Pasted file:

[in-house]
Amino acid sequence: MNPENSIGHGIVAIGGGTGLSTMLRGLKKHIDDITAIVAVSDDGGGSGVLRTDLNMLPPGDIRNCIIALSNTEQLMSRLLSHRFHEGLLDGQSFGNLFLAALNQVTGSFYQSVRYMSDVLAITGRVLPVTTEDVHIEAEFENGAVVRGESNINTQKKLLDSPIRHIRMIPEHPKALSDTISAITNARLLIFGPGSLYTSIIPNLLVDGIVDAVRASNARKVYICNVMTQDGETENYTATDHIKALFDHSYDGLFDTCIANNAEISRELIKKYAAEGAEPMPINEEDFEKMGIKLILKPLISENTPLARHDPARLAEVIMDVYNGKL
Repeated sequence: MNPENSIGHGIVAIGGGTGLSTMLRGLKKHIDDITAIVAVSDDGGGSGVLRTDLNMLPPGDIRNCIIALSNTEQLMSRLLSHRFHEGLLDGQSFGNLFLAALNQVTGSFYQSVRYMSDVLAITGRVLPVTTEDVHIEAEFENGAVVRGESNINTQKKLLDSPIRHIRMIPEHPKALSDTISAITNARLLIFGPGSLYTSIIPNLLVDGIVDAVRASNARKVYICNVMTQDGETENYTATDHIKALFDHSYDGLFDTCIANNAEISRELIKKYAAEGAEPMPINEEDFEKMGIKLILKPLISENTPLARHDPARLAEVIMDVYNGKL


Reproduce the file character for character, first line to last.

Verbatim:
[in-house]
Amino acid sequence: MNPENSIGHGIVAIGGGTGLSTMLRGLKKHIDDITAIVAVSDDGGGSGVLRTDLNMLPPGDIRNCIIALSNTEQLMSRLLSHRFHEGLLDGQSFGNLFLAALNQVTGSFYQSVRYMSDVLAITGRVLPVTTEDVHIEAEFENGAVVRGESNINTQKKLLDSPIRHIRMIPEHPKALSDTISAITNARLLIFGPGSLYTSIIPNLLVDGIVDAVRASNARKVYICNVMTQDGETENYTATDHIKALFDHSYDGLFDTCIANNAEISRELIKKYAAEGAEPMPINEEDFEKMGIKLILKPLISENTPLARHDPARLAEVIMDVYNGKL
Repeated sequence: MNPENSIGHGIVAIGGGTGLSTMLRGLKKHIDDITAIVAVSDDGGGSGVLRTDLNMLPPGDIRNCIIALSNTEQLMSRLLSHRFHEGLLDGQSFGNLFLAALNQVTGSFYQSVRYMSDVLAITGRVLPVTTEDVHIEAEFENGAVVRGESNINTQKKLLDSPIRHIRMIPEHPKALSDTISAITNARLLIFGPGSLYTSIIPNLLVDGIVDAVRASNARKVYICNVMTQDGETENYTATDHIKALFDHSYDGLFDTCIANNAEISRELIKKYAAEGAEPMPINEEDFEKMGIKLILKPLISENTPLARHDPARLAEVIMDVYNGKL